You appear to be focusing on the bnei "brit goral" of RYBS rather on the bnei "brit yi'ud". This doesn't impact the validity of your question, but can serve as a partial consolation.

Anonymous said...

Borat takes Israel! As usual, I couldn't get through the entire thing, but I was surprised these (presumably American?) teenagers didn't know who Netanyahu was, but were confident Obama was a "shithead." Maybe they should read a fucking book or two.

For those of you not bothered by the Chabad rabbi's remarks, remember that Israel has nuclear weapons. (They are part of an elite club of nations that withdrew from or never signed the NPT: North Korea, Pakistan and India are the others.) If an Irani cleric made similar remarks, I suspect you would be outraged; and they don't have weapons of mass destruction.

Since so much is at stake, I think we ought to oppose genocidal rhetoric with more than a limp denial that "I have never met an actual Lubavitcher ..."


Yehuda said...


I do not see how that Lubavitcher's remarks could be constituted as "genocidal." He seemed to be talking about a small group of disrupters of the peace and possibly their families. I am not outraged when the Saudis fight terror in their own country even when they kill some innocents accidentally when doing so. I am afraid there is a significant difference between this person's remarks and calls to war or genocide. Also, the fact that he is a Lubavitcher is non-essential. He is not espousing a Lubavitch position and the response of 770 to his remarks attests to that fact.

For the record, I am opposed to this person's rhetoric, but I must point out that it is unlikely to have any effect on actual policy since I have heard of no one in the Israeli government who shares his position.

Yehuda said...

Sam, to be honest I find your moral equivalences quite disturbing. You seem to imply that Israel's having nuclear weapons is somehow comparable to North Korea's possession of nuclear weapons. And that an unaffiliated Lubavitcher's inflammatory comments can be compared with those of an Iranian Mullah who is in a position of authority in the state. By your same argument, I should be equally concerned about the Rev. Jeremiah Wright's comments, since the US has nuclear weapons. Or perhaps since the US has signed non proliferation treaties I needn't worry? How much stock do you place in those treatises? Do you seriously think they will prevent Russia or China from using nuclear weapons in the future?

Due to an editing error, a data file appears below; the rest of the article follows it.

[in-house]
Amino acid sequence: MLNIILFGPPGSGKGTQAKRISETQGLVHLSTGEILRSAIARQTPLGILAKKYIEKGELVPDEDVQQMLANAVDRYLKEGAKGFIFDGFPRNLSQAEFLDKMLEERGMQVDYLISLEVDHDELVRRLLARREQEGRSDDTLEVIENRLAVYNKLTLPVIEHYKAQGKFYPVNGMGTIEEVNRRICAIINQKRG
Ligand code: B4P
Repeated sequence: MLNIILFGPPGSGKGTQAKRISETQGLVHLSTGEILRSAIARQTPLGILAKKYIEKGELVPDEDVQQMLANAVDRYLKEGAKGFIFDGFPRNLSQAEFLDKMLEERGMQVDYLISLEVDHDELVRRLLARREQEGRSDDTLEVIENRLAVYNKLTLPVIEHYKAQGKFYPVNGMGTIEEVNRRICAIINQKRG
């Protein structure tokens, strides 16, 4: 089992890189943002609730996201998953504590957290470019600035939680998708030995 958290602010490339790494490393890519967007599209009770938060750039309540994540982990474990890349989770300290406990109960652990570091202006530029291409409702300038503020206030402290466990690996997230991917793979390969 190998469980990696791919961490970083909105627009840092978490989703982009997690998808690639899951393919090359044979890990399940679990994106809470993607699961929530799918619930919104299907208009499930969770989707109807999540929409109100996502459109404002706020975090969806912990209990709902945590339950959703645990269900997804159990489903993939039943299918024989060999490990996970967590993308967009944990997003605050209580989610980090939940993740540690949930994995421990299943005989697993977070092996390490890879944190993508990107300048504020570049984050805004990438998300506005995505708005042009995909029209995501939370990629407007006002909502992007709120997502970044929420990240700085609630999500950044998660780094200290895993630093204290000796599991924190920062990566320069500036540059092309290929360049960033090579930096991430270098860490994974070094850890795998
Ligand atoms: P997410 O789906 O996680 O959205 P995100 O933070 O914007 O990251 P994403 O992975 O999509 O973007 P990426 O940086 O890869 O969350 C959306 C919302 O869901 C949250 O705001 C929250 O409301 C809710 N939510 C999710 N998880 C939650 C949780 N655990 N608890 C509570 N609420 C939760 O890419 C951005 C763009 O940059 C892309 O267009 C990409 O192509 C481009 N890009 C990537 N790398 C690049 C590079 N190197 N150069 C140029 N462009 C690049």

Anonymous said...

Yehuda, what do you think about, e.g., Avigdor Lieberman and Meir Kahane? The Chabad rabbi (Rabbi Manis Friedman) in Zev's link talked about killing "men, women and children", "civilians", even "cattle." Saying that this he is just referring to a "small group of disrupters of the peace" is, frankly, a whitewash of his original remarks.

I agree that the fact that this rabbi is a Lubavitcher is immaterial; I only pointed it out to distinguish his response from the other eight in the article. Re your anecdotal experience, I realize that what I wrote may have been offensive. I wasn't trying to make a point about Lubavitchers in particular.

Finally, I wasn't positing a "moral equivalence" between Iran or North Korea and Israel, whatever that means. (I couldn't resist pointing out that Israel, as a non-signatory to the NPT, is in some sense a rogue state along with India, Pakistan and North Korea.) At any rate, you are obviously concerned that Iran might develop nuclear weapons and then use them against Israel or continental Europe. It is not hard to find threatening translations (and notorious mistranslations) of remarks of Ali Akbar Hashemi Rafsanjani, Mahmoud Ahmadinejad, etc. to this end on the web.